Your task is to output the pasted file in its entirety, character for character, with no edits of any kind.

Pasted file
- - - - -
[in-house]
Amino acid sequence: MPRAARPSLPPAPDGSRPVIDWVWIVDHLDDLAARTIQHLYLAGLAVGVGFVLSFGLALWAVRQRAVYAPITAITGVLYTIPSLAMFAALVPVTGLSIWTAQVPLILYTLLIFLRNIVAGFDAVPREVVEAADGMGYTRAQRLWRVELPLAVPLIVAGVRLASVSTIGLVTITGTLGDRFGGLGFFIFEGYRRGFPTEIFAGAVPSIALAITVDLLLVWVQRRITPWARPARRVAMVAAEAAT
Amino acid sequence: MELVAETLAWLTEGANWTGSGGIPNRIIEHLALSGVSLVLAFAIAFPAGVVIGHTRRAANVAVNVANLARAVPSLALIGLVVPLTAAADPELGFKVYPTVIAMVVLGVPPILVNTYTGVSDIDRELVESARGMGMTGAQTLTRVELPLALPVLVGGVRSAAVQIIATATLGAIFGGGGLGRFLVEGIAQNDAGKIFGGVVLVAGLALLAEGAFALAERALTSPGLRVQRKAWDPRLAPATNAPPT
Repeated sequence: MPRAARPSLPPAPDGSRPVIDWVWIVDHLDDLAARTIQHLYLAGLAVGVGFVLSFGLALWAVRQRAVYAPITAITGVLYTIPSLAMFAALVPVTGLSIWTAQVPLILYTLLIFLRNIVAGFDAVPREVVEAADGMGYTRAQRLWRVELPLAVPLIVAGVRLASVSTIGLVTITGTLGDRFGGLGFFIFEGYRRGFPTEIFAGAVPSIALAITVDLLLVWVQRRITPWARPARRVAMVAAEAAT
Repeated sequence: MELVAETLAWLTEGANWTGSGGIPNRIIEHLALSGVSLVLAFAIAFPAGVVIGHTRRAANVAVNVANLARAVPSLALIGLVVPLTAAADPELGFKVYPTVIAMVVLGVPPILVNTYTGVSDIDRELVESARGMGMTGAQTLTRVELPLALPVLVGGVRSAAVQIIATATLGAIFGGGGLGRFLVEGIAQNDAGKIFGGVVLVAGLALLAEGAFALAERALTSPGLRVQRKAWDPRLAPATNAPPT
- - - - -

[in-house]
Amino acid sequence: MPRAARPSLPPAPDGSRPVIDWVWIVDHLDDLAARTIQHLYLAGLAVGVGFVLSFGLALWAVRQRAVYAPITAITGVLYTIPSLAMFAALVPVTGLSIWTAQVPLILYTLLIFLRNIVAGFDAVPREVVEAADGMGYTRAQRLWRVELPLAVPLIVAGVRLASVSTIGLVTITGTLGDRFGGLGFFIFEGYRRGFPTEIFAGAVPSIALAITVDLLLVWVQRRITPWARPARRVAMVAAEAAT
Amino acid sequence: MELVAETLAWLTEGANWTGSGGIPNRIIEHLALSGVSLVLAFAIAFPAGVVIGHTRRAANVAVNVANLARAVPSLALIGLVVPLTAAADPELGFKVYPTVIAMVVLGVPPILVNTYTGVSDIDRELVESARGMGMTGAQTLTRVELPLALPVLVGGVRSAAVQIIATATLGAIFGGGGLGRFLVEGIAQNDAGKIFGGVVLVAGLALLAEGAFALAERALTSPGLRVQRKAWDPRLAPATNAPPT
Repeated sequence: MPRAARPSLPPAPDGSRPVIDWVWIVDHLDDLAARTIQHLYLAGLAVGVGFVLSFGLALWAVRQRAVYAPITAITGVLYTIPSLAMFAALVPVTGLSIWTAQVPLILYTLLIFLRNIVAGFDAVPREVVEAADGMGYTRAQRLWRVELPLAVPLIVAGVRLASVSTIGLVTITGTLGDRFGGLGFFIFEGYRRGFPTEIFAGAVPSIALAITVDLLLVWVQRRITPWARPARRVAMVAAEAAT
Repeated sequence: MELVAETLAWLTEGANWTGSGGIPNRIIEHLALSGVSLVLAFAIAFPAGVVIGHTRRAANVAVNVANLARAVPSLALIGLVVPLTAAADPELGFKVYPTVIAMVVLGVPPILVNTYTGVSDIDRELVESARGMGMTGAQTLTRVELPLALPVLVGGVRSAAVQIIATATLGAIFGGGGLGRFLVEGIAQNDAGKIFGGVVLVAGLALLAEGAFALAERALTSPGLRVQRKAWDPRLAPATNAPPT